Death of Franz Josef I
Franz Josef, ruler of Austria-Hungary, had ruled an empire that included Bohemia (modern Czech Republic) Austria, Hungary, Bosnia and Herzegovina, Croatia, Slovakia, Slovenia, and parts of Italy, Montenegro, Poland, Romania, Serbia and Ukraine. His heir was his nephew, Franz Ferdinand, whose assassination sparked the war. By the time of Franz Josef’s death, his great-nephew, Karl, was the next surviving heir.
Franz Josef was 84 when Austria-hungary declared war on Serbia, in retaliation for the death of Franz Ferdinand. The chain of European alliances dragged the world into war. Franz Josef himself, due to his age, had very little to do with the progress of the war.
Although he later tried to regain the throne, Emperor Karl was forced to resign on 11 November 1918, when Austria and Hungary were declared independent republics following a public vote. The people of Europe had grown tired of being dragged into imperial wars at the behest of unelected rulers.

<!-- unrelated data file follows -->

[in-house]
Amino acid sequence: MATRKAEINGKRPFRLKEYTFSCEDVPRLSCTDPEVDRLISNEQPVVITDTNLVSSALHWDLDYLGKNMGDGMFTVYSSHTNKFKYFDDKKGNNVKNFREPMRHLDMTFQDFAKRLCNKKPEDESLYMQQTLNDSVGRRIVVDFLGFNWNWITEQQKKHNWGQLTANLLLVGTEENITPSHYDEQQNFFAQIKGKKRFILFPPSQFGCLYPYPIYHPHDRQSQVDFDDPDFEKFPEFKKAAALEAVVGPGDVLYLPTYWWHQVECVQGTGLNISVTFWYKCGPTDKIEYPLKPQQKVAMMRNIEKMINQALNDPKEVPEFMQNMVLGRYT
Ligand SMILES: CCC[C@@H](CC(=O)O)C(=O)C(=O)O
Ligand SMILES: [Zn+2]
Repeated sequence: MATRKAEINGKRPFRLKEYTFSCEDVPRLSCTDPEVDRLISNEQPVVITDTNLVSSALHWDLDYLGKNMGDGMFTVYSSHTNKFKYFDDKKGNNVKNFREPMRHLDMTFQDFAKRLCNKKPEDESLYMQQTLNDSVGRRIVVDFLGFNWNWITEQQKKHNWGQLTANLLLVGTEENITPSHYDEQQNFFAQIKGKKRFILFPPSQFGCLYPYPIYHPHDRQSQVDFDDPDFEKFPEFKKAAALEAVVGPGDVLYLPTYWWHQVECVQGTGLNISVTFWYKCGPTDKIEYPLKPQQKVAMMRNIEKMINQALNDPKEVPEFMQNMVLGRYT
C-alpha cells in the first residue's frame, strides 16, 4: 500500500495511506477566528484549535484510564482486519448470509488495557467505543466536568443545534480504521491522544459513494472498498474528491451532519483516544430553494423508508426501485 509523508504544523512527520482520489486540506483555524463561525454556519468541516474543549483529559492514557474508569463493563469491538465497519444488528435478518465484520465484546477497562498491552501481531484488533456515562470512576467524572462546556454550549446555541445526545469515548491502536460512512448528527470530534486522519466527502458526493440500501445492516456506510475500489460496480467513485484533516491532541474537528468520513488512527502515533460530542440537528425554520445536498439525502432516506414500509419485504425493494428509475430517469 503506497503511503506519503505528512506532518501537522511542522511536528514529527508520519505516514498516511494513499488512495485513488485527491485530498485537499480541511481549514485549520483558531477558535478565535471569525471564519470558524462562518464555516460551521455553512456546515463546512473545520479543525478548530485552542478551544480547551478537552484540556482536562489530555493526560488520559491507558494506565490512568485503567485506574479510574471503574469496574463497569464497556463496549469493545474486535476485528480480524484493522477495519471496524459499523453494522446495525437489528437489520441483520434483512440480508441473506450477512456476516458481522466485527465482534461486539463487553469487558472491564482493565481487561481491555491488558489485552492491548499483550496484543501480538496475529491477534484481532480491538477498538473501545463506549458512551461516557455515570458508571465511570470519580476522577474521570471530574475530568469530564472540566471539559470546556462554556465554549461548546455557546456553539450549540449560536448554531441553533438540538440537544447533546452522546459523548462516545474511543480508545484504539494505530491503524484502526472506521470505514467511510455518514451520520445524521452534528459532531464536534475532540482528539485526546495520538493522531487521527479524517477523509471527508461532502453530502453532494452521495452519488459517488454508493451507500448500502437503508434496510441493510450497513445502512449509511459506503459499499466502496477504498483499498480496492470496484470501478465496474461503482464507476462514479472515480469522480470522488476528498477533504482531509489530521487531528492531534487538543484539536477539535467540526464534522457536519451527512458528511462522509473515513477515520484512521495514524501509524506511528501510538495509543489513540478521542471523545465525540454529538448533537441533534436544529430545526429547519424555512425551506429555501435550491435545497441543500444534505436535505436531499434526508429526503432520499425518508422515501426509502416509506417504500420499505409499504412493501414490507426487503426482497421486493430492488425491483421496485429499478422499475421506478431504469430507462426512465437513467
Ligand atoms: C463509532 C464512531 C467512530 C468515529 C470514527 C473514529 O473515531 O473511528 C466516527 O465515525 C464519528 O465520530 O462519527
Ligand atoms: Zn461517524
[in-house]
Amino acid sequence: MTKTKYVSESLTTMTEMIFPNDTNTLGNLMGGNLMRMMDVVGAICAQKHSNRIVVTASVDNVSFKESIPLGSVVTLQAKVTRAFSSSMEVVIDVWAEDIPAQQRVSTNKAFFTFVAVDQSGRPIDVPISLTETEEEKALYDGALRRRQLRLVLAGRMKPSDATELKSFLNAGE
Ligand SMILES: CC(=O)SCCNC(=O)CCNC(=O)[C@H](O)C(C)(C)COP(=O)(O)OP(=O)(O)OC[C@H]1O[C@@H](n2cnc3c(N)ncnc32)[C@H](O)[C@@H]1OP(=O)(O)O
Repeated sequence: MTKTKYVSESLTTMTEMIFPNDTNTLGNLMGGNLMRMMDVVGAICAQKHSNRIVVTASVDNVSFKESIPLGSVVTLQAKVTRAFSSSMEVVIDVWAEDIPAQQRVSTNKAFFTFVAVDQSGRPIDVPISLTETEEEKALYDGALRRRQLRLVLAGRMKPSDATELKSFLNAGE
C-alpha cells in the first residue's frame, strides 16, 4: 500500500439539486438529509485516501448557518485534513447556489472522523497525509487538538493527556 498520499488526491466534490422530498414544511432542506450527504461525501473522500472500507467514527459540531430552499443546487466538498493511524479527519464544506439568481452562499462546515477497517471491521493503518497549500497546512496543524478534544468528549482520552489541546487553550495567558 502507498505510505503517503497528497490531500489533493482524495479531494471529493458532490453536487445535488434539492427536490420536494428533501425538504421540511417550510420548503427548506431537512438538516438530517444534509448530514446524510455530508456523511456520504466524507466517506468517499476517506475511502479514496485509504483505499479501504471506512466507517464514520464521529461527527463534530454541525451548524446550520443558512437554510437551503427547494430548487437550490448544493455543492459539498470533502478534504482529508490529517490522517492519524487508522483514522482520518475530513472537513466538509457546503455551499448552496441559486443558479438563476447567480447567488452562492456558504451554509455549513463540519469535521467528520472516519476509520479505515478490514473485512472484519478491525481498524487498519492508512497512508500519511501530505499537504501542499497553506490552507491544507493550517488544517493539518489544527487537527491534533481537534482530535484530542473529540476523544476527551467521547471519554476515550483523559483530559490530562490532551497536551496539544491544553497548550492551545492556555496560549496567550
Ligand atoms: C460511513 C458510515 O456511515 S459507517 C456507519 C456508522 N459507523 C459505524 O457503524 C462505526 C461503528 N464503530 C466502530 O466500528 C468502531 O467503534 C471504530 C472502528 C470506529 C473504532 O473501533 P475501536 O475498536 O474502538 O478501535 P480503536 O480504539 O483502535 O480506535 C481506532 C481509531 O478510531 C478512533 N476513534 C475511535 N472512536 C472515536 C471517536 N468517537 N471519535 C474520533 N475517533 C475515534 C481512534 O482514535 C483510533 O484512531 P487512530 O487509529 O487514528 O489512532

Following the First World War, many monarchies across Europe were abolished. In Russia a revolution which toppled the entire monarchy. The defeated German and Ottoman empires saw the end the reigns of Wilhelm II and Mehmed VI respectively. The monarchs of states within the German Empire, notably Ludwig III of Bavaria, Frederick Augustus III of Saxony and Wilhelm II of Württemberg, soon gave up their thrones.
King Nicholas I of Montenegro lost his throne when the country became a part of Yugoslavia in 1918. And in Greece the pro-German King Constantine (part of a very short-lived dynasty) was forced to abdicate in June 1917.
In July 1917, the British royal family officially changed its name from the German Saxe-Coburg and Gotha to the English Windsor, to distance themselves from Germany and their German origins.